- Fundamental data provider: These typically offer a broad range of publicly available raw data, usually from company reports, or company websites. Examples include Bloomberg and Refinitive (formerly Thomson Reuters).
- Comprehensive data provider: These mostly offer a combination of publicly available data from media, non-governmental organizations and company reports, and own proprietary questionnaires as well as curated data processed by the agencies’ own analysts. Comprehensive data providers span all ESG aspects. Examples include Sustainalytics, MSCI, TruValue Labs (FactSet), ISS ESG and V.E (formerly known as Vigeo Eiris, an affiliate of Moody’s Corporation). RepRisk also is considered a Comprehensive data provider; however, it intentionally excludes self-reported company data as a central part of its approach.
- Specialized data provider: These mostly offer in-depth and highly contextualized data covering one or two ESG aspects, such as human rights or climate change. These are helpful for investors attempting to improve in a specific ESG domain. Examples include CDP (formerly Carbon Disclosure Project) and TruCost (now part of S&P Global).
As shown in Table 1, even among the major ratings there are significant differences in how many companies they cover, their sources of information, the number of topics they address, how companies can participate, their rating scale and how often they update their ratings, from daily to yearly. Long story short, there is no single “go to” rating that a company should participate in.
Where ratings and rankings can fall short
The quality of the data and information provided by companies is often a problem for ESG ratings and ESG ratings do not always contain correct information.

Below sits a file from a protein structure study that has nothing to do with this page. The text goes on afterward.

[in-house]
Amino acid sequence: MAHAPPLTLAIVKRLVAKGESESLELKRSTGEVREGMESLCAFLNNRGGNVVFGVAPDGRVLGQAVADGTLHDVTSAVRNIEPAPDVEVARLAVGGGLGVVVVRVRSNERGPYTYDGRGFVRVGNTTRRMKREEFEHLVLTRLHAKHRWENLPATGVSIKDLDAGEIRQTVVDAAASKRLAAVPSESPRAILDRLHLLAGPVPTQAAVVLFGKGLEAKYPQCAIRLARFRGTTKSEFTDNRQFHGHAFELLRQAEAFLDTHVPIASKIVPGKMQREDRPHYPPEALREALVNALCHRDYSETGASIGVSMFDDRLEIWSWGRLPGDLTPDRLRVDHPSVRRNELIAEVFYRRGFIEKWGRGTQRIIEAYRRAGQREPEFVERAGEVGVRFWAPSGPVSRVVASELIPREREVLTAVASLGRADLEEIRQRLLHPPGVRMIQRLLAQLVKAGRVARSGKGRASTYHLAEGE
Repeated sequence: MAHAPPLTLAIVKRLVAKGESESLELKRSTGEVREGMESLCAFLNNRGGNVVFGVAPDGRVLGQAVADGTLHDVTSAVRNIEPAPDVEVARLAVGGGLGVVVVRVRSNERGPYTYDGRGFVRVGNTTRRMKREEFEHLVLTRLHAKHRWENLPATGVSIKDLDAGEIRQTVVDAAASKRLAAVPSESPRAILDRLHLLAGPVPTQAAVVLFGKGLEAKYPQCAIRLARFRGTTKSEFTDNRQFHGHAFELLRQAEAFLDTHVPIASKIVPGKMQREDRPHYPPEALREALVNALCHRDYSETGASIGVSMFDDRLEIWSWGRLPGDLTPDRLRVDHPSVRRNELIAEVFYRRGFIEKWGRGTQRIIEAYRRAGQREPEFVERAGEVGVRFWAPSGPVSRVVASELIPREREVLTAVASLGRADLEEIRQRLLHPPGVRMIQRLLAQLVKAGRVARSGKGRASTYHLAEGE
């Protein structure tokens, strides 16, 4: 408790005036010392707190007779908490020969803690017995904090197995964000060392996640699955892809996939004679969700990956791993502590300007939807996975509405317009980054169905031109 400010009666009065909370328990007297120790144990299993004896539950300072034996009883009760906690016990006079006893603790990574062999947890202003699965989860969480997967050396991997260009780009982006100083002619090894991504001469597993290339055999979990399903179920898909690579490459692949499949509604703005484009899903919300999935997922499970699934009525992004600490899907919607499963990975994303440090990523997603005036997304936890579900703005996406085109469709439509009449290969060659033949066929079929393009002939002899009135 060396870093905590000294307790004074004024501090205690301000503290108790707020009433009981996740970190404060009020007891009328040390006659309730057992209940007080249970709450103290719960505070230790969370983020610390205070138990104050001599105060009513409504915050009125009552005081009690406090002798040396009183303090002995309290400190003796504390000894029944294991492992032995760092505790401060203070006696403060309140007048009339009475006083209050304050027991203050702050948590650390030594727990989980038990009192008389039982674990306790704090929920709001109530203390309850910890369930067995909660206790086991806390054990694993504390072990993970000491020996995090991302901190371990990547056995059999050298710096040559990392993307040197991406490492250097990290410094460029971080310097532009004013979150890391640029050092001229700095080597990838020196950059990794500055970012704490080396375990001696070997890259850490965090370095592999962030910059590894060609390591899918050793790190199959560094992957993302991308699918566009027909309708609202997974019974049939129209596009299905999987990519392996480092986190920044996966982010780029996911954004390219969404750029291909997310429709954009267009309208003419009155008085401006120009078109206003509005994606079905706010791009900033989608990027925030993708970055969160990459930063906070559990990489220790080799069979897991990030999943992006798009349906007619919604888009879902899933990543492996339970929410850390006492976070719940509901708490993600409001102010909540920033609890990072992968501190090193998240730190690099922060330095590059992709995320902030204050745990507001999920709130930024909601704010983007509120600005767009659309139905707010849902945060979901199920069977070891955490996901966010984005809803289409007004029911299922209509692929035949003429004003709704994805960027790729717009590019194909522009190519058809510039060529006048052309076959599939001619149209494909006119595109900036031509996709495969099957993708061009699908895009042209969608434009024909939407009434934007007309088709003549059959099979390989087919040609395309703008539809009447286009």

Also, differences in the way rating agencies calculate ESG scores can result in the same company being rated high by one provider and low by another. For a deeper explanation of this problem, the MIT Sloan Sustainability Initiative started the Aggregate Confusion Project, which began with the publication of the paper, “Aggregate Confusion: The Divergence of ESG Ratings,” which investigates the divergence of ESG ratings based on data from six prominent rating agencies. The study breaks down the divergence into three sources: different scope of categories, different measurement of categories and different weights of categories. Also, it detects a rater effect where a rater’s overall view of a firm influences the assessment of specific categories.
Six tips for entering the world of ESG ratings and rankings
Investors often use more than one rating and therefore, it is in a company’s best interest to participate in multiple ratings. Participating in the ESG ratings and ranking space will require discovery and transparency regarding your data. However, the on ramp doesn’t have to be steep. The key is to get in the game quickly and start on a path toward measurable and meaningful participation. If your company is interested in taking greater control of its ESG rating or ranking and ready to be more proactive, we have six tips.
- Listen and understand: Talk to your key investors and hear what they want in terms of ESG frameworks, data and policies.
- Know the competition: The market is highly dynamic. Research your competitors’ ESG information.
- Start small: You cannot respond to many requests at the same time. Set priorities and concentrate first on a selection according to external and internal requirements.
- Do your homework: You need policies and KPIs to demonstrate your commitment to environmental, social and governance improvements. Do a simple gap analysis and start closing the gaps.
- Talk about it: In addition to your sustainability report, develop a simple overview with facts and figures.
- Improve over time: You will not be a top performer right out of the gate. Commit to making small but steady steps.
1 Harvard Business Review: The Investor Revolution
2 Harvard Business Review: Social-Impact Efforts That Create Real Value
3 Harvard Law School Forum on Corporate Governance: The Age of ESG